This works in larger situations, too. You know, the ones you try so hard to avoid confronting … like that employee who frustrates you so much you end up spending the majority of your family time annoyed and complaining about her. Instead of looking at that situation in the negative: I know I need to have a conversation with her, but I just don’t want to do it. Think of the positive: I’m going to create a situation where I am stress-free when I’m home. (Of course, in order to get to your YES of stress-free time, you’ll have to address the situation at work.) The point is, make your self-talk positive by thinking in terms of what you’re saying yes to, rather than having anxiety because you think a “no” will disappoint someone.


6. Reduce Your Time Behind the Desk

“Salon owners need to step away from doing clients,” says salon consultant Lisa Marie Arnold, owner of Lisa Marie Arnold, Inc. Does that sound crazy? Arnold’s point is you can’t do everything. Work smarter, not harder, right? She suggests if you work behind the desk five days a week, reduce it to four, tightening your schedule and putting yourself more in demand. This gives you eight more hours in your week to get work responsibilities done during work hours and frees you up to enjoy your time outside of work without that nagging feeling that you have work to do.


7. Learn

Remember that “blocked time” method we just mentioned where you wrote “education” in one of the blocks of time? Here’s what we mean: Schedule time to stay on top of your business. Education could be formal classes; it could be networking with other techs; it may be reading a business or marketing book. Take the time for “input” so you set goals and stay focused.



8. Delegate

Yes, yes, we know. Nobody does it as well as you do. But, let’s be honest, you’re not doing it as well as you could be doing it because you’re stretched so thin. So, someone may not do it as well as you could do it, but they can certainly do it as well as you are doing it. Arnold suggests a few simple places to delegate: social media updates, scheduling, and inventory. You could also delegate cleaning, some errands, and responding to e-mail. If you’re a one-person business, think of how you can exchange services as a way to delegate: Can you swap nails for cleaning or for marketing or for admin work? You may lose the income from the nail service, but you gain by delegating responsibility.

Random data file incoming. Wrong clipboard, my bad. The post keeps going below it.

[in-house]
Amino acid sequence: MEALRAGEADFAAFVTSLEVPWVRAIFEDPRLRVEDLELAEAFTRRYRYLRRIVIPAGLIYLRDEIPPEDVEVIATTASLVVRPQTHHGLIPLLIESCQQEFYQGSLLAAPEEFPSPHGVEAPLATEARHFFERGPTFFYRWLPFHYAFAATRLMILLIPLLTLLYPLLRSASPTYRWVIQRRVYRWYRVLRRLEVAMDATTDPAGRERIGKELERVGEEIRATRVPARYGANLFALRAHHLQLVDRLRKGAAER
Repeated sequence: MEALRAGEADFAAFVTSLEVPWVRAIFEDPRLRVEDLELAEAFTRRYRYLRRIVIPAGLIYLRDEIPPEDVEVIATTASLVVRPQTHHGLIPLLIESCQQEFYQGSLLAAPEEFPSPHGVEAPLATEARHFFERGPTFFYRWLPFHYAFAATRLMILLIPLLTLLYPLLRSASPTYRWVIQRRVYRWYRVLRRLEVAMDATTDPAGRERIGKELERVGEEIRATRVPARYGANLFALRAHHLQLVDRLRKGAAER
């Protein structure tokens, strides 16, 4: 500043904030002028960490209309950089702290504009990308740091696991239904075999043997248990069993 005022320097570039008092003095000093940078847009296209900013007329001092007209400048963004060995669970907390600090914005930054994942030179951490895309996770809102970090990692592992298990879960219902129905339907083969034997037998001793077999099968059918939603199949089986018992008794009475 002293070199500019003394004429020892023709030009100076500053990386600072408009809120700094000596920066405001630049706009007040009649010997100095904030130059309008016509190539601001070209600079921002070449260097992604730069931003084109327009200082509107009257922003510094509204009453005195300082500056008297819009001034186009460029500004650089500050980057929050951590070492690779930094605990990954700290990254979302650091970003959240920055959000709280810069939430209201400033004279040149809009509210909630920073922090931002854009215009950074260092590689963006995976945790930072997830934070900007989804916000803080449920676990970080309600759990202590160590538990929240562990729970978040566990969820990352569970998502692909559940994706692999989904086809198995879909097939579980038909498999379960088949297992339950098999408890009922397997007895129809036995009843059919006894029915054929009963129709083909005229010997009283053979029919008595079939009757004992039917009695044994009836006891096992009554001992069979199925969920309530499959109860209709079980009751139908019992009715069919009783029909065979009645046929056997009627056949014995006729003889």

9. Sleep

Do you think you’ll be able to achieve balance in your life when you’re exhausted? We need sleep; we want sleep … but because we’re highly stimulated all day, we often can’t relax our brain enough to get to sleep. It’s weird, but we need to prepare for sleep. Let’s say your goal is to sleep from 10 p.m. to  6 a.m. Don’t shut the computer and TV off at 10! Your brain needs to be away from the screen stimulation so it can quiet down. Shut off the screens. Have a cup of tea. Think. Write. Be still. Make a list of what you need to do tomorrow so you’re not thinking about it when you lay your head down. And, finally, break the habit of looking at your phone once you’re in bed!


10. Have Fun

Balance doesn’t come simply by structuring a system that gets everything done. Balance comes when work and home is organized — so you can enjoy your life and relationships. What do you love to do for fun? Paint? Hike? Play and laugh with your kids? Schedule time every week to do something that makes you feel alive, and don’t fill that time with what you “ought to” be doing. You ought to be enjoying life!  It feels great to organize our lives, perform at a high level, and accomplish our goals, but without the balance of play, we become one-dimensional and boring. Live life in full color; it gives you the energy you need to keep the responsible parts of your world in balance.


Have a Vision

Lisa Marie Arnold suggests one way to find better balance at work is to determine your mission and vision and have a written policy. This keeps you focused on where you need to spend your energy. There’s no reason to re-invent the wheel. Go to lisamariearnold.com to find resources to help you get on track.